Archive for the ‘Clinical Studies’ Category

Relationship between insulin resistance and vitamin D

August 13 2014

by alex

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This Canadian cross-sectional cohort study adds to the body of evidence linking low Vitamin D status with higher risk of insulin resistance and type 2 diabetes mellitus.

Relationship between insulin resistance and plasma vitamin D in adults

Badawi A1, Sayegh S2, Sadoun E3, Al-Thani M2, Arora P4, Haddad PS5.
Diabetes Metab Syndr Obes. 2014 Jul 7;7:297-303.
doi: 10.2147/DMSO.S60569. eCollection 2014.


A recent relationship between vitamin D deficiency and the risk of type 2 diabetes mellitus (T2DM) and insulin resistance has been established through several studies. Research suggests a correlation between serum vitamin D and glycemic status measures. The aim of this study was to investigate the relationship between the plasma vitamin D levels (25[OH]D) and the factors linked to insulin resistance in a representative sample of Canadians ranging in age from 16-79 years. Data were used from the Canadian Health Measures Survey where direct measures of health and wellness were reported from 1,928 subjects. These data were gathered from March 2007-February 2009 at 15 sites selected through a multistage sampling strategy. An inverse relationship between insulin resistance and plasma vitamin D level in both men and women was observed. This study provides additional evidence for the role of vitamin D in T2DM. If causally associated, the supplementation of vitamin D may help in preventing insulin resistance and subsequent T2DM.

PMID: 25045275
Full text: PMC4094570

In the Netherlands, a clinical trial to explore this relationship is underway.

Study protocol: a randomised placebo-controlled clinical trial to study the effect of vitamin D supplementation on glycaemic control in type 2 Diabetes Mellitus SUNNY trial.

Krul-Poel YH, Wijland Hv, Stam F, Ten Boekel E, Lips P, Simsek S1.
BMC Endocr Disord. 2014 Jul 17;14:59. doi: 10.1186/1472-6823-14-59.


BACKGROUND: Besides the classical role of vitamin D on calcium and bone homeostasis, vitamin D deficiency has recently been identified as a contributing factor in the onset of insulin resistance in type 2 diabetes mellitus. However, it is uncertain whether vitamin D deficiency and poor glycaemic control are causally interrelated or that they constitute two independent features of type 2 diabetes mellitus. There are limited clinical trials carried out which measured the effect of vitamin D supplementation on glycaemic control.The objective of this study is to investigate the effect of vitamin D supplementation on glycaemic control and quality of life in patients with type 2 diabetes mellitus.

METHODS/DESIGN: In a randomised double-blind placebo-controlled trial conducted in five general practices in the Netherlands three hundred patients with type 2 diabetes mellitus treated with lifestyle advises or metformin or sulphonylurea-derivatives are randomised to receive either placebo or 50,000 IU Vitamin D3 at monthly intervals. The primary outcome measure is the change in glycated haemoglobin level between baseline and six months. Secondary outcome measures include blood pressure, anthropometric parameters, lipid profile, insulin resistance, quality of life, advanced glycation end products and safety profiles. Quality of life will be measured by The Short Form (SF-36) Health Survey questionnaire. Advanced glycation end products are measured by an AGE-reader.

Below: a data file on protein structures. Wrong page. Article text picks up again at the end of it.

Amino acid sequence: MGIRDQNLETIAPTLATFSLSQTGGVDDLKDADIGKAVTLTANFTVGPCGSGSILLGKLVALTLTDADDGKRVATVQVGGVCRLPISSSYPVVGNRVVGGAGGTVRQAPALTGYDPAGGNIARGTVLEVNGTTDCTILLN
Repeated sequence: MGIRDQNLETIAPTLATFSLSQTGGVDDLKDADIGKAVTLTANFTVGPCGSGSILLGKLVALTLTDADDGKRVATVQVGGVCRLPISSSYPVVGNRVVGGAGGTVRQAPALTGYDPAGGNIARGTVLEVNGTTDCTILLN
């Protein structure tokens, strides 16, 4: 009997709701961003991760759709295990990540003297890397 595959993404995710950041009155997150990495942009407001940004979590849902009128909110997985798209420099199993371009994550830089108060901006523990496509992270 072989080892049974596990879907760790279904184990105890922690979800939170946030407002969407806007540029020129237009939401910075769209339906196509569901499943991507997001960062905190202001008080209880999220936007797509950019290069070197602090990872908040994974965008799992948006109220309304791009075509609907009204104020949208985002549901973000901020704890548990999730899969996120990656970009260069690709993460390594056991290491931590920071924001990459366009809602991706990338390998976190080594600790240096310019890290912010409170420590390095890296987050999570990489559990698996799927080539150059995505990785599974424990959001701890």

DISCUSSION: This trial will be the first study exploring the effect of vitamin D supplementation on both glycaemic control and quality of life in patients with type 2 diabetes mellitus. Our findings will contribute to the knowledge of the relationship between vitamin D status and insulin resistance in patients with type 2 diabetes mellitus.

TRIAL REGISTRATION: The Netherlands trial register: NTR3154.

PMID: 25033925
PMCID: PMC4107614

Ginger as good as triptan for acute migraine

August 5 2014

by alex

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This study compared just 250 mg of powdered ginger root with sumatriptan 50 mg in 100 patients with acute migraine headache without aura. They were found to be equally effective but ginger had fewer side effects.

This very safe and well-tolerated botanical should be considered as a treatment option for acute migraine headache.

The plain powdered ginger root should be used, not an extract of ginger which is concentrated for other indications.

Further study to compare different dosages of ginger root would be of value.

Comparison between the efficacy of ginger and sumatriptan in the ablative treatment of the common migraine.
Maghbooli M1, Golipour F, Moghimi Esfandabadi A, Yousefi M.
Phytother Res. 2014 Mar;28(3):412-5. doi: 10.1002/ptr.4996. Epub 2013 May 9.

Frequency and torment caused by migraines direct patients toward a variety of remedies. Few studies to date have proposed ginger derivates for migraine relief. This study aims to evaluate the efficacy of ginger in the ablation of common migraine attack in comparison to sumatriptan therapy. In this double-blinded randomized clinical trial, 100 patients who had acute migraine without aura were randomly allocated to receive either ginger powder or sumatriptan. Time of headache onset, its severity, time interval from headache beginning to taking drug and patient self-estimation about response for five subsequent migraine attacks were recorded by patients. Patients(,) satisfaction from treatment efficacy and their willingness to continue it was also evaluated after 1 month following intervention. Two hours after using either drug, mean headaches severity decreased significantly. Efficacy of ginger powder and sumatriptan was similar. Clinical adverse effects of ginger powder were less than sumatriptan. Patients’ satisfaction and willingness to continue did not differ. The effectiveness of ginger powder in the treatment of common migraine attacks is statistically comparable to sumatriptan. Ginger also poses a better side effect profile than sumatriptan.